It’s a book steeped in the senses. Rancid smells, pear juice, ticking clocks, loose teeth and dry gums, creaking and popping old houses, underwear stuck to bodies in the stifling heat. All of this adds layer upon layer of simmering claustophic rage in a hell hole of a household where every dysfunctional character already loathes everyone else. I felt like picking up an axe and swinging it at someone by the time I got to half way.
It’s cleverly and evocatively written. An impressive debut novel. Can’t say the experience was a pleasant one but then a book about two brutal murders probably shouldn’t be. Deeply unsettling but beautifully written. I came away feeling disturbed but impressed at the author's talent.
3.Slam by Nick Hornby I enjoyed this. If I'm honest I think it's a bit limited - the special twists of the plot felt unnecessary by the end as they didn't seem to have changed anything and perhaps that was the point - and the main character was great to spend time with but Hornby seemed to me to have lost interest in him slightly. Overall I'm glad I read it though.
Bringing my list over:
1. Someone to Hold by Mary Balogh
2. The Sixth Extinction by James Rollins
3. Sky Key by James Frey
4. Red Sister by Mark Lawrence
Thanks for new thread, southeast. Marking my place.
I had high hopes of reading more than I have by now. But life has got in the way and stamped all over that - again .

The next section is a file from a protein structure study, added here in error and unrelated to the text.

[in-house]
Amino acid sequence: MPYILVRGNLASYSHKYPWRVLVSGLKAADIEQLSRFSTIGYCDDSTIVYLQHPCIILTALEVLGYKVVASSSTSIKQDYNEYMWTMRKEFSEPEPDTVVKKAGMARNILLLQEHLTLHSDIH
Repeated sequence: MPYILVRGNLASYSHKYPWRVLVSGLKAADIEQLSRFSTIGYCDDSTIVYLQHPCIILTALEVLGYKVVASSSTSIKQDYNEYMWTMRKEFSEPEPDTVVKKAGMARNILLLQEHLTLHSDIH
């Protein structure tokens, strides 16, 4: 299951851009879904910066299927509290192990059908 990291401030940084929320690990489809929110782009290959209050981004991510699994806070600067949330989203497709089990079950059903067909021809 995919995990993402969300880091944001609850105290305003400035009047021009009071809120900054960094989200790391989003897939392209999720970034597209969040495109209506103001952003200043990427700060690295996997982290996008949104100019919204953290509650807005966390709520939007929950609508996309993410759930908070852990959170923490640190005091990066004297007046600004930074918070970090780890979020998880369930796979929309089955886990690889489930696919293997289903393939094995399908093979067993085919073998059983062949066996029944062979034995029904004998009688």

I did, however, stay up late and finish The Mitford Murders by Jessica Fellowes last night. Will bring my -tiny- list over and review this properly later on.
@diamantegal Hello fellow challenger! I did the challenge last year too, have to say the prompts this year have been less inspiring and there’s quite a few I’ve no interest in. Still I liked trying new things last year, and having a list to tick off helped me to focus more on reading than fannying around with stupid games on my phone which I hated doing but seemed to have developed an addiction to. I like the group on goodreads for recommendations too. I’ll say that last year I enjoyed the first 6 months or so, then started to get bored of only picking from a list of books I ‘had’ to read. This time I’ll do the prompts that interest me and otherwise read whatever I fancy to see what I can slot in.
As for squeezing more reading in, I count audiobooks so listening to those on the drive to and from work, or whilst walking the dog ups my total. I’ve no kids so that helps!
Good Morning and thanks for the new thread South .
Bringing my list across, highlights in bold.
1. Golden Hill- Francis Spufford
2. How to measure a cow - Margaret Forster
3. A History of Britain in 21 Women- Jenni Murray
4. Homegoing - Yaa Gyasi
5. The reader on the 6.27 - Jean- Paul Didierlaurent
6. Fire and Fury - Inside the Trump White House - Michael Wolff
7. Sugar Money - Jane Harris
8. Wuthering Heights - Emily Brontë